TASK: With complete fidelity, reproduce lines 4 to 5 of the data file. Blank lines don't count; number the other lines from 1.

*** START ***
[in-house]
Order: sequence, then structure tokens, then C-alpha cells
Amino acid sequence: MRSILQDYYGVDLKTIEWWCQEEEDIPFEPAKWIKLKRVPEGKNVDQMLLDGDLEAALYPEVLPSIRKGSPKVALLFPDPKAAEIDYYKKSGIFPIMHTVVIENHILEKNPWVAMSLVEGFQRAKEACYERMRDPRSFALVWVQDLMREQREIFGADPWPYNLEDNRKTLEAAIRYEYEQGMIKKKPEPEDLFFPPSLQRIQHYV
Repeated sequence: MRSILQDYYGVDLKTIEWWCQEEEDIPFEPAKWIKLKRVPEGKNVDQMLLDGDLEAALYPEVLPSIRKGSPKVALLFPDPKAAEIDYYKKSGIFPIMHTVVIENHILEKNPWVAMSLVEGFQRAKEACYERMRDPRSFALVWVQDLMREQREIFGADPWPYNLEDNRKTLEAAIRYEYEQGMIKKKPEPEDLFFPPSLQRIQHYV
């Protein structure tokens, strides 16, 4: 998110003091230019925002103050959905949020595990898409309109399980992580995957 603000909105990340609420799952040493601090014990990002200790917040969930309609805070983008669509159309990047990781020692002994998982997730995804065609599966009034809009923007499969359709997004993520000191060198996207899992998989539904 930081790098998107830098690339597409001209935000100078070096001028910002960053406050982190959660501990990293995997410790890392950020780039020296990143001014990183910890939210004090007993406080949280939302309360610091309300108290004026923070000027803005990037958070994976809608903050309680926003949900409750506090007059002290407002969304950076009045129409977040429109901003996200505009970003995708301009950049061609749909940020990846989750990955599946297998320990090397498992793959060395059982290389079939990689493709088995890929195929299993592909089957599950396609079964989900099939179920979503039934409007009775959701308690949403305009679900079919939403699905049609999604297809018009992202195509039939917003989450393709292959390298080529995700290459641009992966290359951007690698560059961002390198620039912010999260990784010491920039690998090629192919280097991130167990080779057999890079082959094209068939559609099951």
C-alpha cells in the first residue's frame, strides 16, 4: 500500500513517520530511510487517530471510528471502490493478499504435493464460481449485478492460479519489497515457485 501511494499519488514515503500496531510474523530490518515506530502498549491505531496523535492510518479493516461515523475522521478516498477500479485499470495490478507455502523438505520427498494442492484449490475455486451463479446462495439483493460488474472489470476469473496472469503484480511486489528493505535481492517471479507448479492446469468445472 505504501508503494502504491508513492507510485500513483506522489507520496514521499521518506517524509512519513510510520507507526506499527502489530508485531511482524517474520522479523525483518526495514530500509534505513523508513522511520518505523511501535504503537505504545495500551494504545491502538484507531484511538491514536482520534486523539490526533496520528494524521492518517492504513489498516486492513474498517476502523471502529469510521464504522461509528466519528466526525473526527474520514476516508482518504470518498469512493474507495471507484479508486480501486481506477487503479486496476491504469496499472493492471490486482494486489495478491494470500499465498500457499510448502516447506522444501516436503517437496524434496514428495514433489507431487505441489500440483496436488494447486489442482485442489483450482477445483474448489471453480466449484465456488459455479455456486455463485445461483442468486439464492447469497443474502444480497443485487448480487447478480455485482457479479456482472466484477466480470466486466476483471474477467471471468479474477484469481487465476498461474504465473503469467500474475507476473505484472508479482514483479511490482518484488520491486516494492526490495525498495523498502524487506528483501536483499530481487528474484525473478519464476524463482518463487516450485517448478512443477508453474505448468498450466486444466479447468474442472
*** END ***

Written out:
Repeated sequence: MRSILQDYYGVDLKTIEWWCQEEEDIPFEPAKWIKLKRVPEGKNVDQMLLDGDLEAALYPEVLPSIRKGSPKVALLFPDPKAAEIDYYKKSGIFPIMHTVVIENHILEKNPWVAMSLVEGFQRAKEACYERMRDPRSFALVWVQDLMREQREIFGADPWPYNLEDNRKTLEAAIRYEYEQGMIKKKPEPEDLFFPPSLQRIQHYV
């Protein structure tokens, strides 16, 4: 998110003091230019925002103050959905949020595990898409309109399980992580995957 603000909105990340609420799952040493601090014990990002200790917040969930309609805070983008669509159309990047990781020692002994998982997730995804065609599966009034809009923007499969359709997004993520000191060198996207899992998989539904 930081790098998107830098690339597409001209935000100078070096001028910002960053406050982190959660501990990293995997410790890392950020780039020296990143001014990183910890939210004090007993406080949280939302309360610091309300108290004026923070000027803005990037958070994976809608903050309680926003949900409750506090007059002290407002969304950076009045129409977040429109901003996200505009970003995708301009950049061609749909940020990846989750990955599946297998320990090397498992793959060395059982290389079939990689493709088995890929195929299993592909089957599950396609079964989900099939179920979503039934409007009775959701308690949403305009679900079919939403699905049609999604297809018009992202195509039939917003989450393709292959390298080529995700290459641009992966290359951007690698560059961002390198620039912010999260990784010491920039690998090629192919280097991130167990080779057999890079082959094209068939559609099951």